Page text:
Serious Case Reviews in Childcare Sector
Unit 25Understand how to Safeguard the Wellbeing of Children and Young People Outcome 1. 4 Explain when and why inquiries and serious case reviews are required and how the sharing of the findings informs practice. Serious Case Reviews (SCR’s) are undertaken when a child dies (including death by suspected suicide), by a local authority (and more often than not by the Local Children’s Safeguarding Board) if abuse or neglect is known or suspected to be a factor in the death.
SCR’s are not enquiries into how a child died or who was responsible; that is a matter for the Coroner’s and Criminal Courts to determine. Instead the purpose of Serious Case Reviews is to: • Establish whether there are lessons to be learned from the case about the way in which local professionals and organisations work together to safeguard and promote the welfare of children. • Identify clearly what those lessons are, how they will be acted on and what is expected to change as a result. • Improve inter-agency working and better safeguard and promote the welfare of children.
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Additionally, LSCB’s may decide to conduct a SCR whenever a child has been seriously harmed in any of the following situations and the case gives rise to concerns about the way in which local professionals and services worked together to safeguard and promote the welfare of children (including inter-agency and inter-disciplinary working). The two most popular deaths in recent years to be highlighted by the media which highlighted public concern about safeguarding concerns within the children are undoubtedly the deaths of Victoria Climbie and Peter Connelly (Baby P).
In both of these cases there was public outrage, especially at the magnitude of Peter’s injuries, and partly because Peter had lived in the London Borough of Haringey, North London, under the same child care authorities that had already failed ten years earlier in the case of Victoria Climbie. Her tragic circumstances had led to a public enquiry which resulted in measures being put in place in an effort to prevent similar cases happening. The child protection services of Haringey and other agencies were widely criticised following Baby P’s death.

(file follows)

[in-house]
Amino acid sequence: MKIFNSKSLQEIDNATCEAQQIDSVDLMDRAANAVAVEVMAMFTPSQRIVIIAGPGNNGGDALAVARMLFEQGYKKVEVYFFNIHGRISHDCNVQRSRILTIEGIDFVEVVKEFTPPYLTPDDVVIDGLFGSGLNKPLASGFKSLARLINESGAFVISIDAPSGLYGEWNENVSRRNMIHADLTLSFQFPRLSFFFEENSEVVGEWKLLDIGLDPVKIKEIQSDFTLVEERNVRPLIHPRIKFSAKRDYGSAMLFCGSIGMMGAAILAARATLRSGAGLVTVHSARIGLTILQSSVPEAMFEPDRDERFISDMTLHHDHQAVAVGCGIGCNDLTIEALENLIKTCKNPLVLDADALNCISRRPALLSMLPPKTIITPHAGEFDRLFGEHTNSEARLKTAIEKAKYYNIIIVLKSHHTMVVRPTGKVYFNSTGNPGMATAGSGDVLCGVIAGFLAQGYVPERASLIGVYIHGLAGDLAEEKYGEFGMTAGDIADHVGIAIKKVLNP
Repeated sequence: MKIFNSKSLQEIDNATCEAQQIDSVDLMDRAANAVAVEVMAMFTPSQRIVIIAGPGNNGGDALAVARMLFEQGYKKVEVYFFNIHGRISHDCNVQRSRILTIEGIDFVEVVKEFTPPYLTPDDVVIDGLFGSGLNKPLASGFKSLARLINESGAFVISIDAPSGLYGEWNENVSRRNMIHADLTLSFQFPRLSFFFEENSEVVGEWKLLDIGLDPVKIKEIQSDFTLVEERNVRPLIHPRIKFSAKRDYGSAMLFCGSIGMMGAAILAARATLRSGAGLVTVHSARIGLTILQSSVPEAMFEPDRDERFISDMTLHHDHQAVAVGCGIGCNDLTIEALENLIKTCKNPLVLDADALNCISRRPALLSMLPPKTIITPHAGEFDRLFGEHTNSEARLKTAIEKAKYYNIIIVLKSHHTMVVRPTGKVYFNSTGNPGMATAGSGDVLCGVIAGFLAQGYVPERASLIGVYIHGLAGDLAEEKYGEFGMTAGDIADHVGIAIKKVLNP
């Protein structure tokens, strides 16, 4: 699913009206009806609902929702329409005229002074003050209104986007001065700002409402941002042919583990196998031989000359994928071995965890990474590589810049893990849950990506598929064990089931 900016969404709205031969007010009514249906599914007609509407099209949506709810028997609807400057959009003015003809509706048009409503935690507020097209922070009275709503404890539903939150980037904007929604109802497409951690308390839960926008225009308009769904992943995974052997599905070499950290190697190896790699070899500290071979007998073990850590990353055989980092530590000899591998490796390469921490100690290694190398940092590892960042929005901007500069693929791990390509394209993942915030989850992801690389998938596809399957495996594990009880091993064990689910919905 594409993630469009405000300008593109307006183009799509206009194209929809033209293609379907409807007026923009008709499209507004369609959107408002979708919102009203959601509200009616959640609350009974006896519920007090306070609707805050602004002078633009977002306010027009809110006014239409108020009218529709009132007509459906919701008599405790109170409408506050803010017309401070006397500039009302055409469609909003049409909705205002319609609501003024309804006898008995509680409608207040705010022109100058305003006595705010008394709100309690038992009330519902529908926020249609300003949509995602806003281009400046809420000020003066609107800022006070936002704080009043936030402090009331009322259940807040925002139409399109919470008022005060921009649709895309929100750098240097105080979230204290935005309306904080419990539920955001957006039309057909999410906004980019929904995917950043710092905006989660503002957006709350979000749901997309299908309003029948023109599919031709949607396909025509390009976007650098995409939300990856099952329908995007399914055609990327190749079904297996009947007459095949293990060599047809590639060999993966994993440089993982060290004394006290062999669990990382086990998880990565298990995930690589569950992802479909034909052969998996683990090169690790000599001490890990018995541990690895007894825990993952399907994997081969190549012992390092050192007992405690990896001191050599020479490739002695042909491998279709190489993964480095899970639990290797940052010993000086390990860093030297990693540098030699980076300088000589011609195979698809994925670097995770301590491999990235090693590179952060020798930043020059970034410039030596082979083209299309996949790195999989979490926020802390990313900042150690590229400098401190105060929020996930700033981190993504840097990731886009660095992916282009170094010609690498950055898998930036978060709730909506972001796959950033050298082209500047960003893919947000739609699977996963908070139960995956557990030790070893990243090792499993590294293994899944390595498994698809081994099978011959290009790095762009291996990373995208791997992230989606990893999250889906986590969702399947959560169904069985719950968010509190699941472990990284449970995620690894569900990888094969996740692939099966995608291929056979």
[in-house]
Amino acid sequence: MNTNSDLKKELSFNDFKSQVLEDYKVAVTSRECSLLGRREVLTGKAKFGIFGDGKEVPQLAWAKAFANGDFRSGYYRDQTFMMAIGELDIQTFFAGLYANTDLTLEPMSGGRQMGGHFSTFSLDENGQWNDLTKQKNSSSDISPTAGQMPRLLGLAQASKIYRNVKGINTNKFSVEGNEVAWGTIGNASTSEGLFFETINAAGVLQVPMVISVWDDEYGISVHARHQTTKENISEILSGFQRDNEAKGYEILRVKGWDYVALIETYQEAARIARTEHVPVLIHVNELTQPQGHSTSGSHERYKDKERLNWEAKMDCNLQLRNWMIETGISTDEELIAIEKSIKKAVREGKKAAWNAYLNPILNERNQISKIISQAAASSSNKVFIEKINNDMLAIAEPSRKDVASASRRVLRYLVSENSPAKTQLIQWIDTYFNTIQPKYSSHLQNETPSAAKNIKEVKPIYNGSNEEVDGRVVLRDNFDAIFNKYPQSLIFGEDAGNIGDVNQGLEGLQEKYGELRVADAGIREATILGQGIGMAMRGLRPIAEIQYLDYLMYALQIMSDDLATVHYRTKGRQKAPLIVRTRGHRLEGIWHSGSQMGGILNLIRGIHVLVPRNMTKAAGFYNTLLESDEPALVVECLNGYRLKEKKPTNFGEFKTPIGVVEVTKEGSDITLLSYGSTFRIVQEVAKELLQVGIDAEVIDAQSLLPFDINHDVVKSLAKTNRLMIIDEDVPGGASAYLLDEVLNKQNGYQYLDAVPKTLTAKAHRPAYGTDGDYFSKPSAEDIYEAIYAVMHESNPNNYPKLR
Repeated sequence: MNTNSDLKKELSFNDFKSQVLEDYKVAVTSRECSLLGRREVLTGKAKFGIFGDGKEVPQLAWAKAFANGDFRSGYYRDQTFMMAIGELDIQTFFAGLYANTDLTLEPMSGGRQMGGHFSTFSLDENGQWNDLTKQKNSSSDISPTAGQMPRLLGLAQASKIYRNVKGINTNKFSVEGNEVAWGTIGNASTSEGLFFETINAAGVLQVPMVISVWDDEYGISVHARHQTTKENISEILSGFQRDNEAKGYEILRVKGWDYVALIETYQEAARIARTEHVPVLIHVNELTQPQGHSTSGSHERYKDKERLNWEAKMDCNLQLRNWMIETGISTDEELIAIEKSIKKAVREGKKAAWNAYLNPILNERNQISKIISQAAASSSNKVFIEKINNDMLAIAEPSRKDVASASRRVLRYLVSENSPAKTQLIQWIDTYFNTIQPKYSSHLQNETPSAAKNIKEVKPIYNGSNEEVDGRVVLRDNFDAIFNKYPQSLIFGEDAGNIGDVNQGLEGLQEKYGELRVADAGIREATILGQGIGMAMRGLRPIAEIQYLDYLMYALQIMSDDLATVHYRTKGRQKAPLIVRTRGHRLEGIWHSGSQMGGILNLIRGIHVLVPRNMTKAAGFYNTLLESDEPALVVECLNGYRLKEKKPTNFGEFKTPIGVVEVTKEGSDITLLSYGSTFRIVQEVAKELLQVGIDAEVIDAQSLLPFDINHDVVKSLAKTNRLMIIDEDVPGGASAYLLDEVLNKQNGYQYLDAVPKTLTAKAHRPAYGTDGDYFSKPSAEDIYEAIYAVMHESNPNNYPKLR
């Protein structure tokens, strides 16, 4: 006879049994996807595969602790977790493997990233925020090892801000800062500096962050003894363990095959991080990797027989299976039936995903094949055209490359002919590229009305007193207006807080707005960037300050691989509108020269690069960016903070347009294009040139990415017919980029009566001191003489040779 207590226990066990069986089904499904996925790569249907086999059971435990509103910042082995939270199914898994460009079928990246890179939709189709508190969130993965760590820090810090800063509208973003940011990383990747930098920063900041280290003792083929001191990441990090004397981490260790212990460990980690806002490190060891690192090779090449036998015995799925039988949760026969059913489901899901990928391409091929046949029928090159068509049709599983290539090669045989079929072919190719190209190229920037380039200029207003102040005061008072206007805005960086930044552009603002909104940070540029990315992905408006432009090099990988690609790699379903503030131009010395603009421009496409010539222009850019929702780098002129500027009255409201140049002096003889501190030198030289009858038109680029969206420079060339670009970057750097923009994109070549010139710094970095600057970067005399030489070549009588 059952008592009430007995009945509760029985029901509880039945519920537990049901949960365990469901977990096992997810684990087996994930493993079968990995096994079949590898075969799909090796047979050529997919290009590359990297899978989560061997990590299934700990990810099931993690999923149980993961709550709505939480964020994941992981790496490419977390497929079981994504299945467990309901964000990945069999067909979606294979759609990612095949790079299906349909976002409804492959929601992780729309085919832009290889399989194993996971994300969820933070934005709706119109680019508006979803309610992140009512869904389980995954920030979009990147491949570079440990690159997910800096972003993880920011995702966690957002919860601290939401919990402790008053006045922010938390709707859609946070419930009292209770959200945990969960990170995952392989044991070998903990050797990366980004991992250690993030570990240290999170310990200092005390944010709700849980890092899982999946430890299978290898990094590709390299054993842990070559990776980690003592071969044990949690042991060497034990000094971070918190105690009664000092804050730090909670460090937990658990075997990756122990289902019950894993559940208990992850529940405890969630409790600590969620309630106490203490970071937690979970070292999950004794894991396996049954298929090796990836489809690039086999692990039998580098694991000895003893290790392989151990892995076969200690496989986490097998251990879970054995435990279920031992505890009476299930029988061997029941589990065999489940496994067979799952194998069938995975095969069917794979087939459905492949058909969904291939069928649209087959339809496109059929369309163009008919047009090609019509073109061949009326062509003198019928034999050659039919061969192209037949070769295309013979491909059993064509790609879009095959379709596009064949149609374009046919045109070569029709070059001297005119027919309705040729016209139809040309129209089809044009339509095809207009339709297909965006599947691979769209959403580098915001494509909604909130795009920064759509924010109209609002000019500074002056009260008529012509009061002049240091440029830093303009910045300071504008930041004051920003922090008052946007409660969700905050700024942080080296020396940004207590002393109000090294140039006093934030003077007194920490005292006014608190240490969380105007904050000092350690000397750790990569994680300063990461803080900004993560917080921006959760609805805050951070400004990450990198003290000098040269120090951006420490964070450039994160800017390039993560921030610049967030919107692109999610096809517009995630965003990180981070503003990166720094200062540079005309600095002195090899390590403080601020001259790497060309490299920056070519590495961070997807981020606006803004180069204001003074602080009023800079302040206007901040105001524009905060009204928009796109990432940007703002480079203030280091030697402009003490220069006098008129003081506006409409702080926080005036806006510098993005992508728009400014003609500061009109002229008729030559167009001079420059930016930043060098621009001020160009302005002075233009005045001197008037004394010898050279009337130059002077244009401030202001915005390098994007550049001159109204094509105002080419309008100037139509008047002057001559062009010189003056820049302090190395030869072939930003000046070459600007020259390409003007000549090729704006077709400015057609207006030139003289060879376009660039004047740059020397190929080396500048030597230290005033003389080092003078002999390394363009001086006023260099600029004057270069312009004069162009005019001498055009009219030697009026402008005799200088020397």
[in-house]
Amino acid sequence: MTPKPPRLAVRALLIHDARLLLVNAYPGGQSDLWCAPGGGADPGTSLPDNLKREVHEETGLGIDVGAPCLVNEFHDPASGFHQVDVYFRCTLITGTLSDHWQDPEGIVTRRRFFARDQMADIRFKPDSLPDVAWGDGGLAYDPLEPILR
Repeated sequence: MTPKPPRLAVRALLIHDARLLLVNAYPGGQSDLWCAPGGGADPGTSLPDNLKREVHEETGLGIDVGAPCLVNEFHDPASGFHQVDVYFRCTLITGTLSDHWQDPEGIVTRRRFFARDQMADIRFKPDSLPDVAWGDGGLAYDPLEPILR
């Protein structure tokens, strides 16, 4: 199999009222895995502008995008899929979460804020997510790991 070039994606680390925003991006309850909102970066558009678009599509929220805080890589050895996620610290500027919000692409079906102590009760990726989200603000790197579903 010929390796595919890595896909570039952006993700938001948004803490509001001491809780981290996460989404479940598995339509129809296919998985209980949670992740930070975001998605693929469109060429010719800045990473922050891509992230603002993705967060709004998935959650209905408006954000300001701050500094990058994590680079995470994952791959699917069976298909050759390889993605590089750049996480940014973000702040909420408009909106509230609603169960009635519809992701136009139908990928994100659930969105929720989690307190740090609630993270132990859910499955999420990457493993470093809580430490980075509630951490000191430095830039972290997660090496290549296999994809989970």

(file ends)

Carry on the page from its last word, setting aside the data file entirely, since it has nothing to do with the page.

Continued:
Following the conviction, three inquiries and a nationwide review of social service care were launched, and the Head of Children’s Services at Haringey removed from post. Another nationwide review was conducted by Lord Laming into his own recommendations concerning Victoria Climbie’s killing in 2000. The death was also the subject of debate in the House of Commons of the United Kingdom. The public’s viewpoint on the tragedy of Baby P was that it should never have happened as he was already known to social services and was seen as many as sixty times by social services, but still died horrifically at the hands of his carers.
All of these incidents have resulted in a distinct lack of confidence in the work that social workers do and the children’s sector overall, and it will take a long time to rebuild that trust. The Baby P case in particular has damaged social work’s public image, led to fewer people entering the profession and made it harder to retain experienced staff. It is certainly the case that social work has a rather poor public image and that it seemingly can do no right whatever it does.